Causes of Hair Loss

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Hair loss can by a symptom of a number of possible underlying medical conditions such as: an underactive thyroid, anaemia, hormonal disorders including oestrogen disorders, an ovarian tumor, or even lupus. Lupus is a skin and connective tissue disorder, which causes the body’s own immunity to fight against hair growth.  

If you are diagnosed with one of these underlying medical issues (and the earlier the diagnosis, the better) then in many cases you will be able to seek treatment and the hair loss, as a result, can be reversed.  

Hair is made up of Keratin, which is a natural protein. Making sure your diet is high in protein can therefore help to keep hair strong, looking shiny and healthy. Try to incorporate meat, fish and eggs in your diet and you may gradually notice an improvement.  

There is a common misconception that washing hair frequently is bad. On the contrary, hair needs to be washed regularly to keep it clean and healthy. Evidence suggest that using SLS (Sodium Lauryl Sulphate – a common chemical found in shampoos) free shampoo, like aloe vera, can play role in preventing hair loss. Regular conditioning is also good for the hair as it will make it softer, but try to make sure you apply it to the hair shafts and not the scalp.  

Exercise caution when using hair dyes and if you wear hair extensions, try not to use these excessively, as they will pull the hair and weaken it. If you continue to cause stress to the hair by over-styling, braiding or using hair extensions, then this could lead to traction alopecia, which is a condition brought about by environmental damage done to the hair.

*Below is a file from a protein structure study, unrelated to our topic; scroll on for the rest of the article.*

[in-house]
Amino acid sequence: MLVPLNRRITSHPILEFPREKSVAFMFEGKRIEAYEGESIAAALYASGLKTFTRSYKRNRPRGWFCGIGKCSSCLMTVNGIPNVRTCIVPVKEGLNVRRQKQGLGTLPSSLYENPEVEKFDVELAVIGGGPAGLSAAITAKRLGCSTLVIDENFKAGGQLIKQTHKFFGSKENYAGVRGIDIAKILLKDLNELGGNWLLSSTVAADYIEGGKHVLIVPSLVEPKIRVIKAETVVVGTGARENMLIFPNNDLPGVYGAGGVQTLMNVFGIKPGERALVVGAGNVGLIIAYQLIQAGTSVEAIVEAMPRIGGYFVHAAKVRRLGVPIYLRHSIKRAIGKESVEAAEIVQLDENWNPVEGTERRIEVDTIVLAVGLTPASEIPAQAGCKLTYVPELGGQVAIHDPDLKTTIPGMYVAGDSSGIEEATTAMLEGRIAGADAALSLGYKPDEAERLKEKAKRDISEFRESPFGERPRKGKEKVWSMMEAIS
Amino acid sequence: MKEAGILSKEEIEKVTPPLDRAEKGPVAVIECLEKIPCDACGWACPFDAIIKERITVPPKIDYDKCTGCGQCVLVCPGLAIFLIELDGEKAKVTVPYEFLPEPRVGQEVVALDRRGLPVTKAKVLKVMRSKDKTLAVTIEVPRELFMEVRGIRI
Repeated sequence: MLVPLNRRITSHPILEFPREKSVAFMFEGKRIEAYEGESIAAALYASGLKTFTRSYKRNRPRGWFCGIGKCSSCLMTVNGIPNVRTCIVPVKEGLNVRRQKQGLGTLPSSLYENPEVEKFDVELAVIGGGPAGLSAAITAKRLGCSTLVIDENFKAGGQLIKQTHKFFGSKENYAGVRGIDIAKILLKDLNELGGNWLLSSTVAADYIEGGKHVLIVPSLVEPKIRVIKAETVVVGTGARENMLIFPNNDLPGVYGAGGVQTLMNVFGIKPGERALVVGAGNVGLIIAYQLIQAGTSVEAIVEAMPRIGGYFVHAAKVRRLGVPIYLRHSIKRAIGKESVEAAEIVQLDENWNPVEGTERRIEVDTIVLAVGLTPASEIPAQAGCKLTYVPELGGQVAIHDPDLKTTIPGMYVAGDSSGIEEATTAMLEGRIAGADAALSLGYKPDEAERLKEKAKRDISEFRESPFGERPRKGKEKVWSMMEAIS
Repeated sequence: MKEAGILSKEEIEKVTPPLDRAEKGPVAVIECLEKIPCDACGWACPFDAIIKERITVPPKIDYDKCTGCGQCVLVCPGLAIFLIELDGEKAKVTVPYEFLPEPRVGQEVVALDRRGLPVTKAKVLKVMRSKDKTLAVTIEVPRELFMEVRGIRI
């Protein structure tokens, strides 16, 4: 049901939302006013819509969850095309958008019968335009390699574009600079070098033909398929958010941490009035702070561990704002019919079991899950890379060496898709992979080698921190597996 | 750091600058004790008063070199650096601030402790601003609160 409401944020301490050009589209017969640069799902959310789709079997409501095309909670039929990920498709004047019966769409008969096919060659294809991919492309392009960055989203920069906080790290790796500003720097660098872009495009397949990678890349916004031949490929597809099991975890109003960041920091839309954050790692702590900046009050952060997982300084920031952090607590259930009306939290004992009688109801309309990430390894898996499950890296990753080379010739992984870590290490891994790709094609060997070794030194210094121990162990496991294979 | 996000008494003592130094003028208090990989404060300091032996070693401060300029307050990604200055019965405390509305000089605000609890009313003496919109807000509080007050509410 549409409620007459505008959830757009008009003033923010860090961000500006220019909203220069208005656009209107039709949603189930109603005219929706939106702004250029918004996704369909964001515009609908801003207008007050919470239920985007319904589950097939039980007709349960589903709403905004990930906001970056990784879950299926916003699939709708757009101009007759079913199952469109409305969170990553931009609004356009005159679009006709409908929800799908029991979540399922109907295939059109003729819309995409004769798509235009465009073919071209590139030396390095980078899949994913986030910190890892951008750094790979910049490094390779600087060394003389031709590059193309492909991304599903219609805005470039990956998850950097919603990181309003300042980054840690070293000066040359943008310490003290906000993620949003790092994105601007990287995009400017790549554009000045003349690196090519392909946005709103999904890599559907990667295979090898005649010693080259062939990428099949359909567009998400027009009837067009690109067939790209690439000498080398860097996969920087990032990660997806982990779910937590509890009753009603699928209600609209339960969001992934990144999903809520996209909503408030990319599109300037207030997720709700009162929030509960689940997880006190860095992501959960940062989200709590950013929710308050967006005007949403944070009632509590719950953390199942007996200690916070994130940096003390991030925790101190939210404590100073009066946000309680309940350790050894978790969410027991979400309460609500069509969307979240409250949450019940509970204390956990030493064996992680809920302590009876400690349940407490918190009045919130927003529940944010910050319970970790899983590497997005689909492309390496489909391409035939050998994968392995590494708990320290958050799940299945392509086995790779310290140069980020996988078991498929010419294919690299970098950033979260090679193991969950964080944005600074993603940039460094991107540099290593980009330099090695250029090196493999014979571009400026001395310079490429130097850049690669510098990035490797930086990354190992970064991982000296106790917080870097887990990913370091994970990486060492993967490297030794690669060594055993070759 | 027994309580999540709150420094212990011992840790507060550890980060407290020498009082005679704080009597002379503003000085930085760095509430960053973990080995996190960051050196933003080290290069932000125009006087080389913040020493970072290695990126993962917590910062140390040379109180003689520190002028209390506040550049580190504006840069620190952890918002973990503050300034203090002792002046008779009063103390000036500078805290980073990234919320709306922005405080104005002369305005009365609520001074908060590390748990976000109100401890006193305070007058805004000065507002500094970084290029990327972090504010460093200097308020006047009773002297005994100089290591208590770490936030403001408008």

Try not to scratch you scalp with your fingernails either, as this will also traumatise the hair. 

Use of Chlorinated water has been shown to affect hair. It is advisable to wear a swimming cap. There is no correlation between exercise and hair loss.  

It is the best to see your GP and get detailed medical history and examination in general, some of test that might be useful are blood count, Urea & electrolytes. Thyroid function tests and test for auto-antibodies if there is evidence of auto-immune disease.  

Stress can cause hair loss in different ways; in particular it can lead to the build up of acid-free radicals, which contribute the gradual hair loss. Prolonged periods of stress can lead to changes in hormonal levels, which can also lead to hair loss. 

There is a condition called Telogen Effluvium, whereby accelerated hair loss is noted as part of prolonged periods of stress. Also, conditions such as trichotillomania (pulling of the hair) are associated with stress. There have been a number of examples of celebrities who have publicly discussed their battled with this condition in the past.  

Let's Grow Together

The objective of this website is to provide sufficient information to the consumers that will help them decide on the best possible option for their hair loss and take a balanced view. We are in no way implying that we are the best.
There are some phenomenal surgeons practicing worldwide, whom I have had the privilege of training with and working under. I would like to believe that my team always give their best and our results are consistent with the best in the industry.

Dr. Raghu Reddy

FUE Hair Transplant Specialist

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London, W1G 6AL